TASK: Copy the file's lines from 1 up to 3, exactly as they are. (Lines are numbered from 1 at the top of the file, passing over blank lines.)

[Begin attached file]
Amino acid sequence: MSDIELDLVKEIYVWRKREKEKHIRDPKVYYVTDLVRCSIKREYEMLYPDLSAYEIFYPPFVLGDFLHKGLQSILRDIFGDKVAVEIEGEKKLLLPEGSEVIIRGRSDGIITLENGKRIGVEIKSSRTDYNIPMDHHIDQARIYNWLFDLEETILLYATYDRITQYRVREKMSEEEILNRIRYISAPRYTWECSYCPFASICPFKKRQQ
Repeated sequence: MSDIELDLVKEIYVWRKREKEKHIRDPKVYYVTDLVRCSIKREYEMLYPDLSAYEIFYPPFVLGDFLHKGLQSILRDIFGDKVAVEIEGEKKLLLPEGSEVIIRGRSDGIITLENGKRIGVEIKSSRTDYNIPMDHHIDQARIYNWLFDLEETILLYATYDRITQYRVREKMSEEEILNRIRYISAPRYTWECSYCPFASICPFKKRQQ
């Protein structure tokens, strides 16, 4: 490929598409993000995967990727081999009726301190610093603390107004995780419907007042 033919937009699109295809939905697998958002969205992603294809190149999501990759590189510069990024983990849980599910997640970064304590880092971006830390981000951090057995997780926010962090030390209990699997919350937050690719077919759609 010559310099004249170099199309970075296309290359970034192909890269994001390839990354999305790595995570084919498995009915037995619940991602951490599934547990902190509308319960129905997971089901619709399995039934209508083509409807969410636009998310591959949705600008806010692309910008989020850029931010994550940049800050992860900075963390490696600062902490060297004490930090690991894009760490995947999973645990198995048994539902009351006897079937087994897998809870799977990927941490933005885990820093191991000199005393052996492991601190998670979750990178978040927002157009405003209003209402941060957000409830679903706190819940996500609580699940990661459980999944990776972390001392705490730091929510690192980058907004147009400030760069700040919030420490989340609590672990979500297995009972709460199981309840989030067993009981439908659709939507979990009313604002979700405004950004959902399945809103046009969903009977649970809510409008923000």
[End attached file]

Amino acid sequence: MSDIELDLVKEIYVWRKREKEKHIRDPKVYYVTDLVRCSIKREYEMLYPDLSAYEIFYPPFVLGDFLHKGLQSILRDIFGDKVAVEIEGEKKLLLPEGSEVIIRGRSDGIITLENGKRIGVEIKSSRTDYNIPMDHHIDQARIYNWLFDLEETILLYATYDRITQYRVREKMSEEEILNRIRYISAPRYTWECSYCPFASICPFKKRQQ
Repeated sequence: MSDIELDLVKEIYVWRKREKEKHIRDPKVYYVTDLVRCSIKREYEMLYPDLSAYEIFYPPFVLGDFLHKGLQSILRDIFGDKVAVEIEGEKKLLLPEGSEVIIRGRSDGIITLENGKRIGVEIKSSRTDYNIPMDHHIDQARIYNWLFDLEETILLYATYDRITQYRVREKMSEEEILNRIRYISAPRYTWECSYCPFASICPFKKRQQ
């Protein structure tokens, strides 16, 4: 490929598409993000995967990727081999009726301190610093603390107004995780419907007042 033919937009699109295809939905697998958002969205992603294809190149999501990759590189510069990024983990849980599910997640970064304590880092971006830390981000951090057995997780926010962090030390209990699997919350937050690719077919759609 010559310099004249170099199309970075296309290359970034192909890269994001390839990354999305790595995570084919498995009915037995619940991602951490599934547990902190509308319960129905997971089901619709399995039934209508083509409807969410636009998310591959949705600008806010692309910008989020850029931010994550940049800050992860900075963390490696600062902490060297004490930090690991894009760490995947999973645990198995048994539902009351006897079937087994897998809870799977990927941490933005885990820093191991000199005393052996492991601190998670979750990178978040927002157009405003209003209402941060957000409830679903706190819940996500609580699940990661459980999944990776972390001392705490730091929510690192980058907004147009400030760069700040919030420490989340609590672990979500297995009972709460199981309840989030067993009981439908659709939507979990009313604002979700405004950004959902399945809103046009969903009977649970809510409008923000």